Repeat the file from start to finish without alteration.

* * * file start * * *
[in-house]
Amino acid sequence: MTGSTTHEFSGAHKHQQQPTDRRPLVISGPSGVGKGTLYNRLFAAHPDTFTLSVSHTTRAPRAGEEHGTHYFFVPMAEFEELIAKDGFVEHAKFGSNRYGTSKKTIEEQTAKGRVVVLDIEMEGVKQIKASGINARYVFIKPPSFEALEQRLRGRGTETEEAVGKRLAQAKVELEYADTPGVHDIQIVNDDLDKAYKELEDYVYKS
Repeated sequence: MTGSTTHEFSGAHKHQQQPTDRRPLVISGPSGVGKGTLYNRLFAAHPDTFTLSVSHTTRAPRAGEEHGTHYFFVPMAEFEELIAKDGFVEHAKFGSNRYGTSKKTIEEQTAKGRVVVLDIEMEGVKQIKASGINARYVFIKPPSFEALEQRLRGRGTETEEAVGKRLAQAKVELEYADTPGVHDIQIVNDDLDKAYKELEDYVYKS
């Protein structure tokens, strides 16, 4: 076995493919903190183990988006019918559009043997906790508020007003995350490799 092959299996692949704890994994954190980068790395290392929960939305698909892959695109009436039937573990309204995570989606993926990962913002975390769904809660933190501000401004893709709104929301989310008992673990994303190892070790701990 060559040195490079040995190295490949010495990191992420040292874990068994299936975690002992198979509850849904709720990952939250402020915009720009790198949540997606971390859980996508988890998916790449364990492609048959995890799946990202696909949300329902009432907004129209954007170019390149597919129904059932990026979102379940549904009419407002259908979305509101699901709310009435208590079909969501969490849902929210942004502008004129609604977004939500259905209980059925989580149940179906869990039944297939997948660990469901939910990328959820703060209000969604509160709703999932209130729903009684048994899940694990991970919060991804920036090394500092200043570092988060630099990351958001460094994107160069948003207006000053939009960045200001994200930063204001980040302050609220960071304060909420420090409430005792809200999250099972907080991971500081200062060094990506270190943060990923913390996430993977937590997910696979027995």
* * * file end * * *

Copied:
[in-house]
Amino acid sequence: MTGSTTHEFSGAHKHQQQPTDRRPLVISGPSGVGKGTLYNRLFAAHPDTFTLSVSHTTRAPRAGEEHGTHYFFVPMAEFEELIAKDGFVEHAKFGSNRYGTSKKTIEEQTAKGRVVVLDIEMEGVKQIKASGINARYVFIKPPSFEALEQRLRGRGTETEEAVGKRLAQAKVELEYADTPGVHDIQIVNDDLDKAYKELEDYVYKS
Repeated sequence: MTGSTTHEFSGAHKHQQQPTDRRPLVISGPSGVGKGTLYNRLFAAHPDTFTLSVSHTTRAPRAGEEHGTHYFFVPMAEFEELIAKDGFVEHAKFGSNRYGTSKKTIEEQTAKGRVVVLDIEMEGVKQIKASGINARYVFIKPPSFEALEQRLRGRGTETEEAVGKRLAQAKVELEYADTPGVHDIQIVNDDLDKAYKELEDYVYKS
């Protein structure tokens, strides 16, 4: 076995493919903190183990988006019918559009043997906790508020007003995350490799 092959299996692949704890994994954190980068790395290392929960939305698909892959695109009436039937573990309204995570989606993926990962913002975390769904809660933190501000401004893709709104929301989310008992673990994303190892070790701990 060559040195490079040995190295490949010495990191992420040292874990068994299936975690002992198979509850849904709720990952939250402020915009720009790198949540997606971390859980996508988890998916790449364990492609048959995890799946990202696909949300329902009432907004129209954007170019390149597919129904059932990026979102379940549904009419407002259908979305509101699901709310009435208590079909969501969490849902929210942004502008004129609604977004939500259905209980059925989580149940179906869990039944297939997948660990469901939910990328959820703060209000969604509160709703999932209130729903009684048994899940694990991970919060991804920036090394500092200043570092988060630099990351958001460094994107160069948003207006000053939009960045200001994200930063204001980040302050609220960071304060909420420090409430005792809200999250099972907080991971500081200062060094990506270190943060990923913390996430993977937590997910696979027995």